Two new classes of road traffic offences – dangerous driving and careless driving – will be created in a bid to deter irresponsible motorists, the Ministry of Home Affairs (MHA) said on Thursday (Feb 21).
This is in tandem with the ministry’s plans to impose harsher penalties for serious offences where motorists show egregious driving behaviour and cause serious harm to victims, such as in drink-driving cases.
In a statement on Thursday, MHA said it will be enhancing the criminal penalties and raising the composition fine sums for these offences.
Dangerous driving offences will be distinguished from careless driving based on the manner of driving, such as whether the motorist was driving at excessively high speeds or manoeuvring his vehicle in very close proximity to other vehicles, MHA added.
Other factors include whether the motorist was sleep-deprived when driving or was not in a state to drive safely, and whether the situation required the motorist to exercise extra care but he had failed to do so.
The two new offences under the Road Traffic Act will correspond broadly to offences of rash act and negligent act under the Penal Code.
Each offence will have four tiers of severity, catering to different levels of harm caused: death; grievous hurt; hurt; and endangering a life.
With the changes, those found guilty of dangerous driving could face a maximum jail term of eight years for the first offence, up from the corresponding current penalty of five years.
Offenders will also face a minimum sentence of at least a year, if death or grievous hurt is caused.
The jail sentence will be doubled for repeat offenders.
The courts will also be able to impose a minimum disqualification period of eight years if there was death or grievous hurt.
As for careless driving, those convicted will soon face up to three years’ jail for the first offence, with sentences for repeated offenders doubled.
This is up from the current jail term of a maximum of six months for first-time offenders.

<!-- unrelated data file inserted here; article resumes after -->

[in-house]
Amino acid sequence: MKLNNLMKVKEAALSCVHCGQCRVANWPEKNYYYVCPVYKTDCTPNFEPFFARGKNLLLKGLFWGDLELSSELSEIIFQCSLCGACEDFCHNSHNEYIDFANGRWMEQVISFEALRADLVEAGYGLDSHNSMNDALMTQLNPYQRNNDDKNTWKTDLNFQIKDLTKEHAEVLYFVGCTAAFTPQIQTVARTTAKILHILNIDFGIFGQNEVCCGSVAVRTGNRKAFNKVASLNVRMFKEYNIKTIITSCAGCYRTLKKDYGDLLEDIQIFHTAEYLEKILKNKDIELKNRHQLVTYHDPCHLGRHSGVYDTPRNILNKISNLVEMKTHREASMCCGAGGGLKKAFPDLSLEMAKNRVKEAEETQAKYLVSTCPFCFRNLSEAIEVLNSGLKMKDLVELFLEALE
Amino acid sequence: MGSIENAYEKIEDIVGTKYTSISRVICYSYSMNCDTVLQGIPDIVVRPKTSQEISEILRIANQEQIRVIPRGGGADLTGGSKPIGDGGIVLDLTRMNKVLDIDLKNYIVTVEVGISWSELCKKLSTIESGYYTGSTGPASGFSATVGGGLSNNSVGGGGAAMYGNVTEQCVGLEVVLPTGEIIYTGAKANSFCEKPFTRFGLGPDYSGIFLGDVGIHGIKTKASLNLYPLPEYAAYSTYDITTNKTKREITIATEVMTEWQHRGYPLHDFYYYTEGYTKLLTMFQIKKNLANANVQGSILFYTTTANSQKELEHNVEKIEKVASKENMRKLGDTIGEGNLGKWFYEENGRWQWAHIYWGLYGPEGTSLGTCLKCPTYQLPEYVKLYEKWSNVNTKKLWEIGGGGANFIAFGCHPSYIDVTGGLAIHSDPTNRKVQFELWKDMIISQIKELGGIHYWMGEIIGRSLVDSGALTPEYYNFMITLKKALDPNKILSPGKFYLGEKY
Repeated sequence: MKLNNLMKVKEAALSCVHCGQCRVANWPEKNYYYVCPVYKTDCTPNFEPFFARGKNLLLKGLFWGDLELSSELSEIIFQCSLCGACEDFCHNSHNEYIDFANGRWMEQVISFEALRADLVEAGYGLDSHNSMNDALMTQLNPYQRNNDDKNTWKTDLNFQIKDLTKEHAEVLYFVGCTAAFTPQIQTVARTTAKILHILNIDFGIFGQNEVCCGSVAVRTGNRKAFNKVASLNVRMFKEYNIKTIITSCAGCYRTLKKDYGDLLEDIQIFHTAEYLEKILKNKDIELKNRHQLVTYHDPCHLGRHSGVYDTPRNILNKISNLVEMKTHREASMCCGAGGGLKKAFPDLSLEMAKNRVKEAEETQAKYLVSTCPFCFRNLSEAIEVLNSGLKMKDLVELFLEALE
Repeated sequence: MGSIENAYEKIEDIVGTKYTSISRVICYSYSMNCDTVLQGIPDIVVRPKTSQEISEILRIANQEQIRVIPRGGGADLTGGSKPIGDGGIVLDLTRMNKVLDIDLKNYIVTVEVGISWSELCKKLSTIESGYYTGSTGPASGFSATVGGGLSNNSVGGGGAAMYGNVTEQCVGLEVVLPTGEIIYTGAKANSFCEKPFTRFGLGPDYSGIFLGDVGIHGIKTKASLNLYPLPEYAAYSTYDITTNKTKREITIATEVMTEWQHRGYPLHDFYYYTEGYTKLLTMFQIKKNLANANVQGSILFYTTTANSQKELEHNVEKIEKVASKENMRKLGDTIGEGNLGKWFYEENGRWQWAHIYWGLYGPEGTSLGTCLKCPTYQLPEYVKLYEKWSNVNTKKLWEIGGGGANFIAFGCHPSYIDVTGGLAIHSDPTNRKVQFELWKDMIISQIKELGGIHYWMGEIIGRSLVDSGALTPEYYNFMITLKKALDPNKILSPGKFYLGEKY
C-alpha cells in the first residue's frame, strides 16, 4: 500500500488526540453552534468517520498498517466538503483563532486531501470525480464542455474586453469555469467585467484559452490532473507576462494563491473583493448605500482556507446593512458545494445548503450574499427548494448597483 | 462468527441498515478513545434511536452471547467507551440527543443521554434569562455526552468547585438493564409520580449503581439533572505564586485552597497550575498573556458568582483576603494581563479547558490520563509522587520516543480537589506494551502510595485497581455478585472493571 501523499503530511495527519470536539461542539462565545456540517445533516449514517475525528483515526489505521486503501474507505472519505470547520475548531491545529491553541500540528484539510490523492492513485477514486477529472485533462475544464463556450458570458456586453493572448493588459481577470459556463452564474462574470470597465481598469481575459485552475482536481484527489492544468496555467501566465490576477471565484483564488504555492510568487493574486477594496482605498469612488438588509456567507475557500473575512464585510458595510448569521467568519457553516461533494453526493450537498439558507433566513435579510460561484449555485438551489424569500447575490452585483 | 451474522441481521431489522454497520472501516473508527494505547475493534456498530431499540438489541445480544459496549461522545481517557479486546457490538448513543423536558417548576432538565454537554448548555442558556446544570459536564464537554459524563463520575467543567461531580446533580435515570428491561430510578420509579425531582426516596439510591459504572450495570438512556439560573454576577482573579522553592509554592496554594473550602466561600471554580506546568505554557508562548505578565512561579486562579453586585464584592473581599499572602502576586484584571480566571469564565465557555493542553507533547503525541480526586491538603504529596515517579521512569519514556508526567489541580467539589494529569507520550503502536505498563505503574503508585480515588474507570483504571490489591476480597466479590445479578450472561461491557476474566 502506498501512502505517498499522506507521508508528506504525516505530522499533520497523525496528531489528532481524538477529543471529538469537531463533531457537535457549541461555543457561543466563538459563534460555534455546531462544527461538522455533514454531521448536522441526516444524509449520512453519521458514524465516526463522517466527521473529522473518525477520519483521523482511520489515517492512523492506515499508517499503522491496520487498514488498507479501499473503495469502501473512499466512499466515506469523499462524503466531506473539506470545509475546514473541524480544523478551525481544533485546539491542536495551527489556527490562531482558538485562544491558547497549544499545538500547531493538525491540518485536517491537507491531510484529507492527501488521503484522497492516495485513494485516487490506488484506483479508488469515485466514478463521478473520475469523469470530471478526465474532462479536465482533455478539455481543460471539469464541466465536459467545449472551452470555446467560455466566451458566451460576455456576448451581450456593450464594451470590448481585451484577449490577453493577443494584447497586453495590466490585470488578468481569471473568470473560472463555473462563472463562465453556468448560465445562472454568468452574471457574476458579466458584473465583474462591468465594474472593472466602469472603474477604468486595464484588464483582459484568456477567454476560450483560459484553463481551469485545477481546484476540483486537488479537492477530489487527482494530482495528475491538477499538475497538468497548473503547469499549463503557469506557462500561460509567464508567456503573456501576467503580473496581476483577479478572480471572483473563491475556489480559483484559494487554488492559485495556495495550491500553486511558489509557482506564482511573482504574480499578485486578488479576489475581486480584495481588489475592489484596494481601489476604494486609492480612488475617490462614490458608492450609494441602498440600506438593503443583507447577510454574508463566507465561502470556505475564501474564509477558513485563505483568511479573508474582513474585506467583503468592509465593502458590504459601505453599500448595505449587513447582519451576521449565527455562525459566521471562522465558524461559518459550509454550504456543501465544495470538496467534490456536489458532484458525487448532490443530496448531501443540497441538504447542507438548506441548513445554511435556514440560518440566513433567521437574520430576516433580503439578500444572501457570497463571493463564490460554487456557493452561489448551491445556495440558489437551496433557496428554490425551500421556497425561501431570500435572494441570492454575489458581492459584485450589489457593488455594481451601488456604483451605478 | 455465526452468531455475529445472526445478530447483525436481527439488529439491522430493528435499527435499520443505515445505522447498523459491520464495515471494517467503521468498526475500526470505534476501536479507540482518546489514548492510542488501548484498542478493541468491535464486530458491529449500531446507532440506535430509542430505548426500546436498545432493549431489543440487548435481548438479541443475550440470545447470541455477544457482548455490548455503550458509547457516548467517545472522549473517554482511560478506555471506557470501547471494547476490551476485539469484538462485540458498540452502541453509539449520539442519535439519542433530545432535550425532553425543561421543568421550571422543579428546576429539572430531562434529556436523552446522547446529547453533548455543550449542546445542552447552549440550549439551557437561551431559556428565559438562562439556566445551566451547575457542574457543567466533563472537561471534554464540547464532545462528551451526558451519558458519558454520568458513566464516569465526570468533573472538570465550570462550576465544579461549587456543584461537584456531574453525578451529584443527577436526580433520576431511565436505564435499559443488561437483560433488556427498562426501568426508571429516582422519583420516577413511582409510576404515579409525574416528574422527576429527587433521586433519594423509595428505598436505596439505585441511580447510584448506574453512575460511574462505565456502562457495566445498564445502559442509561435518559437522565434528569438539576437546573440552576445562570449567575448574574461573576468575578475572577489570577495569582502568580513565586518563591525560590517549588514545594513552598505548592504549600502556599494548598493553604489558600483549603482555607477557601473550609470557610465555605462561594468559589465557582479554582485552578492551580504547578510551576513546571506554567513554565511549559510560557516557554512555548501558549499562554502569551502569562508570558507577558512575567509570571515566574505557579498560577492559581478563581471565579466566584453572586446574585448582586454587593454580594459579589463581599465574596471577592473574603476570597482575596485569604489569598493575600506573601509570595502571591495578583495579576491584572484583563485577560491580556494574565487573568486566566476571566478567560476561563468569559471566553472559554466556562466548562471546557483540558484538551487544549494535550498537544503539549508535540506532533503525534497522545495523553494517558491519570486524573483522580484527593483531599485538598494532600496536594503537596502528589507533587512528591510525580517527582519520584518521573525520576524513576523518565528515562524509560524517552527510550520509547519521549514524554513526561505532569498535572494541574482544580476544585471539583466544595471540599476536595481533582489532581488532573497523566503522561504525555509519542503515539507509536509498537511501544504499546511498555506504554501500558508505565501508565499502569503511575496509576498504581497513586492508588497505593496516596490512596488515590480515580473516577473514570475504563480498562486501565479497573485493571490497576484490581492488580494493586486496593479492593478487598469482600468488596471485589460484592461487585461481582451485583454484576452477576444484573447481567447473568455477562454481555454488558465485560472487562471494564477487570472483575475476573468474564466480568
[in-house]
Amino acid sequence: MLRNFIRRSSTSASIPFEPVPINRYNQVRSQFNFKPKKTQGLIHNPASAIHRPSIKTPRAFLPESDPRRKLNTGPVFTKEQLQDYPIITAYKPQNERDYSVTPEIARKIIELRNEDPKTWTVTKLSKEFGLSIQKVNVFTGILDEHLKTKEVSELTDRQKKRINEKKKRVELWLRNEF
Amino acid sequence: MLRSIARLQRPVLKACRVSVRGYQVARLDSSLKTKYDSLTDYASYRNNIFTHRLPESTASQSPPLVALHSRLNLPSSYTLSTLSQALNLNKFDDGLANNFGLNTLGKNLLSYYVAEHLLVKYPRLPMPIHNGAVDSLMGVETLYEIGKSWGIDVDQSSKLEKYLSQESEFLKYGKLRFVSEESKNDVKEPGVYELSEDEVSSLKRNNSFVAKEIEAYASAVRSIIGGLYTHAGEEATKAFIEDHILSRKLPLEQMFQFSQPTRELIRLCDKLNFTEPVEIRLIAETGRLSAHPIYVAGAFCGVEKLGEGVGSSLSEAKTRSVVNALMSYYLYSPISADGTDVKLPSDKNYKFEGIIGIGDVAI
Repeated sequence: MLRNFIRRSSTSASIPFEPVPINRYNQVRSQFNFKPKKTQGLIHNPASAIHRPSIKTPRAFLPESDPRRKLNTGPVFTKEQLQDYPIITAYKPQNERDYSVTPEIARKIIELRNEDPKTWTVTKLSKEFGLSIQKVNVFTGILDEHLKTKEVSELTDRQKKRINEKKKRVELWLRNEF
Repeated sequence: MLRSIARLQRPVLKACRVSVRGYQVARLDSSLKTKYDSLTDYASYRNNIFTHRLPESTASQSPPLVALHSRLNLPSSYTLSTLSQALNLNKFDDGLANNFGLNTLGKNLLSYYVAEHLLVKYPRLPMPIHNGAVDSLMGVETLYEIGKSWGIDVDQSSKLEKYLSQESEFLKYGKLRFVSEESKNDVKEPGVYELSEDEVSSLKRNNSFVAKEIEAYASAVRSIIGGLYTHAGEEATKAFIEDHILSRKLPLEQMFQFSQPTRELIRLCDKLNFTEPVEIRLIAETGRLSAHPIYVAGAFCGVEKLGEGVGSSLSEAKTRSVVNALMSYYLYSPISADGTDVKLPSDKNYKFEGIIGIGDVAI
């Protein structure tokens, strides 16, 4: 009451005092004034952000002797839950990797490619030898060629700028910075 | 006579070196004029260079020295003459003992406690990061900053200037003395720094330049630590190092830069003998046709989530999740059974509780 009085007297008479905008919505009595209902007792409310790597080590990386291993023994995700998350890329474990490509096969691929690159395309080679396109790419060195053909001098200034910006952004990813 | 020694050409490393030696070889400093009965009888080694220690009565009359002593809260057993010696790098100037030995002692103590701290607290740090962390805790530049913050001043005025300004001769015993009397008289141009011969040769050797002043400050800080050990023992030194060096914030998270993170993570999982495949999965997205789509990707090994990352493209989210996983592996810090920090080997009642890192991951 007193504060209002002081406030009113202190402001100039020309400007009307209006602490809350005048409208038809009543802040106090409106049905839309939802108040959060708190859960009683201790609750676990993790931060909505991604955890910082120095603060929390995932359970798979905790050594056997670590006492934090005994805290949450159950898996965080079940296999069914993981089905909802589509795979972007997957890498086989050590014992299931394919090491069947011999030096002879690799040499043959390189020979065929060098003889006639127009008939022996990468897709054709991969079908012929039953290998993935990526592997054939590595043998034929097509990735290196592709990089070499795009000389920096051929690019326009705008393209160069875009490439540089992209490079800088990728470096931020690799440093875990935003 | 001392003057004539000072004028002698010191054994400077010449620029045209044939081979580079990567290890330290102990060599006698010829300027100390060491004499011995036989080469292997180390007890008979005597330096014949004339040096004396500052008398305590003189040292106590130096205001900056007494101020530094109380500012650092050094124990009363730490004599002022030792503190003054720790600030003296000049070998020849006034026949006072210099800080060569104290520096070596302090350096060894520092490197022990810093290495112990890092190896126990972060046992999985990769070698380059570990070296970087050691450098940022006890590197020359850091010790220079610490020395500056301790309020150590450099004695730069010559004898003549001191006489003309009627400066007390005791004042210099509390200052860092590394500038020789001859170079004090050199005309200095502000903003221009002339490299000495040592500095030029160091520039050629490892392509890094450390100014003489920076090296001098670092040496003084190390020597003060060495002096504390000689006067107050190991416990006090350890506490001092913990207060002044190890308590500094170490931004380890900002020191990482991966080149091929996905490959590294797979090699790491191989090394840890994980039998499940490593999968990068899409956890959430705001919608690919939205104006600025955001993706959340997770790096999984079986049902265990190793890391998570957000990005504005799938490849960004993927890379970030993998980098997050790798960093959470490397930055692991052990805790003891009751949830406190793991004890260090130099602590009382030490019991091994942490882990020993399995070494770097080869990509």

“The basis for higher penalties is that motorists, being in control of a vehicle that they know can potentially cause great harm to other road users, ought to exercise greater care and responsibility,” MHA said in the statement.
Motorists found to be under the influence of alcohol or drugs while committing these offences will also face additional penalties.
From April 1, the ministry will also be raising the composition fine sums for road traffic offences involving motorists, pedestrians and cyclists.
The ministry’s move to strengthen deterrence against irresponsible driving behaviour comes amid a growing number of public feedback on such cases in recent years.
The number of summonses issued has also risen, despite fewer road traffic accidents seen in the last five years, MHA added.
There were 22 percent fewer fatal accidents last year, compared with 2014. Similarly, the number of injury accidents dipped 3.6 percent during this period.
However, between 2014 and last year, the number of feedback submitted by the public to the Traffic Police on irresponsible driving more than doubled, from 6900 to 18,500.
Between 2015 and 2018, the number of summonses issued by the Traffic Police rose by a fifth, from 152,700 to 181,000.
In the light of this, MHA conducted a review of penalties under the Road Traffic Act to further improve road safety.